Sunday, June 08, 2008

Auto refresh div using jQuery and Drupal

Recently I had to figure out how to automatically refresh a Drupal block every 5 minutes. The concept is simple enough but since I am new to jQuery (javascript in general really) and Drupal it was difficult for me to find a straight forward example. What follows is step-by-step example of how I solved the problem...

  1. Wrap the content you want to refresh in a <div> tag and give it a meaningful class name or ID (e.g., auto--refresh). The class name (or ID) is arbitrary as you will see in later steps. For example:

    <div class="autorefresh">
    Put something here. It will get updated at a set interval.

  2. Create a menu function in Drupal to map the AJAX calback:

    function blockupdate_menu() {
      $items = array();
      $items[] = array(
        'path' => 'blockupdate/update',
        'callback' => 'block_update',
        'type' => MENU_CALLBACK,
        'access' => TRUE,
      return $items;

  3. Implement the function that assembles the data to get sent back to the browser:

    function block_update() {
      //The get_data() function is generic here
      //Use this function to get the updated data for display
      $html = get_data();
      print drupal_to_js(array('html' => $html));
      // The exit() call is critical!

  4. Implement the client side callback function in jQuery:

    function autoupdate() {
        type: "POST",
        url: "blockupdate/update",
        cache: false,
        success: function(data) {
          var result = Drupal.parseJson(data);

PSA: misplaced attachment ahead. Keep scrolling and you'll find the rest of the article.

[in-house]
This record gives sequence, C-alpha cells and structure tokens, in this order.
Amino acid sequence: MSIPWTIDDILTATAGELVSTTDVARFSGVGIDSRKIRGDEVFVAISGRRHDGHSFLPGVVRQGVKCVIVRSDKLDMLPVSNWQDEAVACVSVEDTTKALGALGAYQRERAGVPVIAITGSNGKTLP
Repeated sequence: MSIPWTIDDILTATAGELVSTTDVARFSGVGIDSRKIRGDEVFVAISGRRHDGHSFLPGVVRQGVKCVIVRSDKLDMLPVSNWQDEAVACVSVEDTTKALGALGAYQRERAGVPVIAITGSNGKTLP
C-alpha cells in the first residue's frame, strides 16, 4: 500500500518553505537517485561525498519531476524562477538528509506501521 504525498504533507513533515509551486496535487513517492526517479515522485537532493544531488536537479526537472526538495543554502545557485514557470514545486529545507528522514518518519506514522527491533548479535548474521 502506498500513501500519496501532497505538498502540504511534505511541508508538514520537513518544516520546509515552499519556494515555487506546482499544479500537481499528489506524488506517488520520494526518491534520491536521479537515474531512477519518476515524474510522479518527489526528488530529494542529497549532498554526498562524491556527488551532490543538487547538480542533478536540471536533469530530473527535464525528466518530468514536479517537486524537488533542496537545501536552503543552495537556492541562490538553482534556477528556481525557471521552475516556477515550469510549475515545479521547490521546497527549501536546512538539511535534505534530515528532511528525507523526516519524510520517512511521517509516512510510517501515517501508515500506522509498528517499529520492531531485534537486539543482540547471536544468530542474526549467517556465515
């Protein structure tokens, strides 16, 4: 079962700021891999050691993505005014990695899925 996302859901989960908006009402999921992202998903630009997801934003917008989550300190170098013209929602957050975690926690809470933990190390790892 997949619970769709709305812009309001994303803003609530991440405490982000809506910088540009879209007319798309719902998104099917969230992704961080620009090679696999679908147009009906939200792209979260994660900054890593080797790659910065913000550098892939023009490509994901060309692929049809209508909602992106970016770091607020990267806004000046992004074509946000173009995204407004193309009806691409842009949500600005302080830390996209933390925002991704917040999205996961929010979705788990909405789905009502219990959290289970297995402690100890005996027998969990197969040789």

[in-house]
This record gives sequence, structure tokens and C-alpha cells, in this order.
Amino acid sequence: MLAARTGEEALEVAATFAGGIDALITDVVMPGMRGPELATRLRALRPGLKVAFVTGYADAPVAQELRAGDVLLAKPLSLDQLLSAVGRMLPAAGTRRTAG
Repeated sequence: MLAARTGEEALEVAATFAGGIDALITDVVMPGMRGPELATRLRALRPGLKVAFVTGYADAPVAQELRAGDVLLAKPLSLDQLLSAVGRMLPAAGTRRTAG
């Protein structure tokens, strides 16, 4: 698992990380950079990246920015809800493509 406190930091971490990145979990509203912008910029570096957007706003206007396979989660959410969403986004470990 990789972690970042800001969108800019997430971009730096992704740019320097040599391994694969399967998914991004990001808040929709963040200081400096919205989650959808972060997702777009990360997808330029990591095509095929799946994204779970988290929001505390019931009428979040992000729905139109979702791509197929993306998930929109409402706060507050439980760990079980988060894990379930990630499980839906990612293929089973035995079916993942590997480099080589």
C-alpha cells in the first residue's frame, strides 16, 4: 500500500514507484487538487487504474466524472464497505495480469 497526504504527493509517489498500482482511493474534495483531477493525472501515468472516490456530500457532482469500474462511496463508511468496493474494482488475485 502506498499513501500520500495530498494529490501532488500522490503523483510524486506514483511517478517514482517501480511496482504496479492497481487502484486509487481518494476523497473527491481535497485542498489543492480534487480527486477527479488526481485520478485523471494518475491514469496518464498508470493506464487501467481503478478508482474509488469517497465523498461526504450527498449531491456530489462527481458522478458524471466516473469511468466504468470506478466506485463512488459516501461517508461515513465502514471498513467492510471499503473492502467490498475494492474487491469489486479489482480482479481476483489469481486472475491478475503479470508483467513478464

5. Use the setInterval Javascript function to perform the auto refresh:

    if( Drupal.jsEnabled ) {
      $(document).ready(function() {
        setInterval("autoupdate()", 5 * 60000);

    Note that the first parameter is the jQuery callback function and the second parameter is the time that will elapse in between a refresh, in milliseconds.

That's all there is to it really! To debug the new functionality make sure you have Firebug extension installed in Firefox and watch the traffic do a full roundtrip with updated content. It's also a good idea to set your interval to no more than a few seconds at first to ensure everything is working properly. Don't forget to read my last post on some of the lessons I learned while exploring jQuery inside of Drupal.

Monday, June 02, 2008

Things you should know about jQuery and Drupal

So in my last post I told you how much I love drupal. Although I had been using drupal to build a web app I hadn't been making use of jQuery at that point. jQuery is almost necessary if you want to add visual effects (client-side) and/or use AJAX within drupal. It was somewhat painful for me to get motivated enough to learn jQuery as I felt there was not a good starting point so in this post I'd like to establish some really basic guidelines for new Drupal developers who wish to use jQuery and do not wish to dig through the Drupal forums or sit through long, sleep-inducing screencasts.

Here's what I learned so far:

  • Don't bother with "inline" jQuery via the drupal_add_js function...inline Javascript isn't cacheable and you WILL get bitten when trying to escape quotes. Create a separate .js file and put all of your jquery in it instead - then use drupal_add_js to link to your Javascript.

  • Spend some time browsing and don't move past it until you are comfortable with jQuery's really will like it once you get going

  • Watch out for relative vs. absolute paths when including external Javascript (jQuery) files within a Drupal module. Use drupal_get_path to build your paths for you.

  • Firebug is your friend

Is this advice simple and perhaps somewhat contrived? You bet. Finding this advice all in one place isn't all that easy so I felt it was my duty to post it! And finally, for the love of god, if you are trying to create a sweet lightbox effect inside your web app, steer clear of Facebox and try your luck with ThickBox instead. :-)

Stay tuned as I raise the bar further and use jQuery inside of Drupal to bring my first AJAX module to life.